The MDAOP Advertisements Information Element is used by an MP to advertise its MDA state to its neighbors. This IE may be carried in selected beacons with any chosen frequency. This IE may also be broadcast in an MDA action frame. The format of the MDAOP Advertisement IE is as shown in table 9. MDA Access Fraction and MBA Access Fraction Limit fields are both 4 bit unsigned number fields. They denote a positive fraction equal to the values of the fields times ( 1/16). The MDA Access Fraction field represents the current value of MBA Access Fraction at the MP rounded down (floor) to the nearest multiple of (⅙). The MDA Access Fraction Limit field represents the maximum MDA access fraction allowed at the MP. This number is always a multiple of ( 1/16). The TX-RX Times Report field is a variable length field that advertises the times in the Mesh DTIM interval that are busy for the MP as a transmitter or a receiver. These times may include known and otherwise un-advertised transmission and reception times besides MDAOPs. For example, an MAP may include its HCCA times in the advertisement.

The Interference Times Report field is identical in format to the TX-RX times report field. However, through this field, an MP reports the times when one of its neighbors are in TX or RX as reported by their (neighbors') TX-RX times report fields. This field may not include any times for which the MP is a transmitter or receiver (Such times are taken care of in the TX-RX times report). The Interfering Times reported may not be used to transmit through MDA to the reporting MP because there may be interference between any such transmission sequence and the transmission sequences already setup for the reported times. However, these reported times may possibly be used for transmissions through MDA to other MPs.

TABLE 10
Number of Periodic Periodic
Individual MDAOP MDAOP MDAOP MDAOP
MDAOPs Info 1 . . . Info n info 1 . . . info m
(1 byte) (3 bytes) (3 bytes) (variable (variable
bytes) bytes)

The format of the TX-RX Times and the Interference Times Report field is shown in table 10. The fields involved are similar to the fields involved in the MDAOP Setup Request element, and are described above. Note that while the fields are the same as MDAOP setup request element, the TX-RX times and Interfering times reports can more efficiently report information compared to MDAOP setup request IEs. This is possible because MDAOPs of different MDAOP Sets may be all combined in an efficient way and reported. MDAOP Set IDs are not reported in the advertisements.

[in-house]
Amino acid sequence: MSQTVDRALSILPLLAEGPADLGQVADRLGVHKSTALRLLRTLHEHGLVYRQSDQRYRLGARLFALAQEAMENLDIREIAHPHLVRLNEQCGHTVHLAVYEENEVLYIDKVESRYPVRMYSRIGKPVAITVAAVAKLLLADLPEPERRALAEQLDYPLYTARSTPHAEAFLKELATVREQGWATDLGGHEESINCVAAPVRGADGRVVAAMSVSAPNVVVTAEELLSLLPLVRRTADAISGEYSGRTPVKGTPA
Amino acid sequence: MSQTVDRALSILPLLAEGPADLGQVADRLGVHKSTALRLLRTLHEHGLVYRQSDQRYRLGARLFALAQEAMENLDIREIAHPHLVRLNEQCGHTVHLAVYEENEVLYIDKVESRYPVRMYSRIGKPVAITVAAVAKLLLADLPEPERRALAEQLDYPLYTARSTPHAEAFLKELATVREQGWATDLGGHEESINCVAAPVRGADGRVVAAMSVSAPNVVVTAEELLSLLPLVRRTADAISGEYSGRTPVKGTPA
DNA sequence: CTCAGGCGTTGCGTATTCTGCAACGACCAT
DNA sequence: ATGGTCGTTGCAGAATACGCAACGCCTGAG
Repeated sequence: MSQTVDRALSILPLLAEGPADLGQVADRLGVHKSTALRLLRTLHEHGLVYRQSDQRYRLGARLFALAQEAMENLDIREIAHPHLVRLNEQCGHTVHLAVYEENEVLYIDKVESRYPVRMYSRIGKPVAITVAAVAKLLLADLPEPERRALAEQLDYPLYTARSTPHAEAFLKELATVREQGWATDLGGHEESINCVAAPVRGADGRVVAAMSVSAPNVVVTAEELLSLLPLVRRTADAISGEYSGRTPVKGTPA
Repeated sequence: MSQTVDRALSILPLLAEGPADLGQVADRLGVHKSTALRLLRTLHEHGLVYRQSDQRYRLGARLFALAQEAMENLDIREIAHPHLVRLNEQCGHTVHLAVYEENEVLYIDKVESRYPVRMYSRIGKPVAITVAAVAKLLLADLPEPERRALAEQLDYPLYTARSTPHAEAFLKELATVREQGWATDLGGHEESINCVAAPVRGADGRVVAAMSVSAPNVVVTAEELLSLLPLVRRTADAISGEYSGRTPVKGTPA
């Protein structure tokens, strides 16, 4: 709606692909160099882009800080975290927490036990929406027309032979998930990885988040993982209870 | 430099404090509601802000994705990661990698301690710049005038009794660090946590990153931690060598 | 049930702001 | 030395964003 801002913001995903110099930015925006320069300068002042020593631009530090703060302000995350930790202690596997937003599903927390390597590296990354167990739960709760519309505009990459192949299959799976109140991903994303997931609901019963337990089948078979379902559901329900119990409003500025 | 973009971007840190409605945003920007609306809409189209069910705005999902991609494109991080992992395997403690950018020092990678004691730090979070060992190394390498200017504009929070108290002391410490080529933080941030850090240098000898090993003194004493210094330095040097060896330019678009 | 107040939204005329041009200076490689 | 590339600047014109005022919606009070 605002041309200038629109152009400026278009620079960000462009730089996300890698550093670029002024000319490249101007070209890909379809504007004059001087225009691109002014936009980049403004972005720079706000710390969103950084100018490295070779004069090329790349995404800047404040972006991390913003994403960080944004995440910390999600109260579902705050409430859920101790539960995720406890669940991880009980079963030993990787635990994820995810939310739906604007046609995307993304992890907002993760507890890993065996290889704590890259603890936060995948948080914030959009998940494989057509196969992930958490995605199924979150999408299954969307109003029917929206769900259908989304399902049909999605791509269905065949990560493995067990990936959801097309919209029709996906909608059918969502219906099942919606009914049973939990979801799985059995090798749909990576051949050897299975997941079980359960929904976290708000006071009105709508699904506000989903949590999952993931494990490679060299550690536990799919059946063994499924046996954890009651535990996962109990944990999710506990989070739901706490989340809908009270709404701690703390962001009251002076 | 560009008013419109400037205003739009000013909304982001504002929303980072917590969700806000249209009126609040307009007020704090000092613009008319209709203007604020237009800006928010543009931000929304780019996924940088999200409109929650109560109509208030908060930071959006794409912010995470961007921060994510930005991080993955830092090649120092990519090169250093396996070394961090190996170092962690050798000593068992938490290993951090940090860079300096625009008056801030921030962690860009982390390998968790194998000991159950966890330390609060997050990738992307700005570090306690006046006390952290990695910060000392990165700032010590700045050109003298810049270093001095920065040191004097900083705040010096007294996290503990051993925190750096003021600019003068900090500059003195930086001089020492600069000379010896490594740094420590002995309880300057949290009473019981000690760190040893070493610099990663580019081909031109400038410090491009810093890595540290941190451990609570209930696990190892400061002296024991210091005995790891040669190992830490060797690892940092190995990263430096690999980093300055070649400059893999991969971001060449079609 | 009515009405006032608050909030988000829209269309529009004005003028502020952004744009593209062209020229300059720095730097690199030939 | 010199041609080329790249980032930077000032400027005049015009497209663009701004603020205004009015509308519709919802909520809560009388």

TABLE 11
MDAOP MDAOP
Element ID Length Set ID Set Owner
(1 byte) (1 byte) (1 byte) (6 byte)

The MDAOP Teardown Information Element is as shown in table 11, and is used to indicate the peer of teardown of an MDAOP Set. An MDAOP Set teardown IE may be transmitted by either the transmitter or the receiver of the MDAOP Set to tear it down. The MDAOP Set Owner field is an optional field that indicates the MAC address of the owner (transmitter) of the MDAOP Set. This field is only included if the IE is transmitted by the receiver in an MDAOP set, to tear it down. The MDAOP teardown element may be transmitted in beacons or MDA action frames. When received in broadcast frames (e.g. beacons), the MDAOP Set Owner field is ignored, even if it is present.

MDA is an optional access method that allows supporting MPs to access the channel with lower contention than otherwise in selected times. The method sets up time periods in mesh neighborhoods when a number of MDA supporting MPs that may potentially interfere with each others transmissions or receptions are set to not initiate any transmission sequences. For each such time period, supporting MPs that set up the state for the use of these time periods are allowed to access the channel using MDA access parameters (CWMin, CWMax, and AIFSN). In order to use the MDA method for access, an MP may be a synchronizing MP. The MDA method is described in detail below.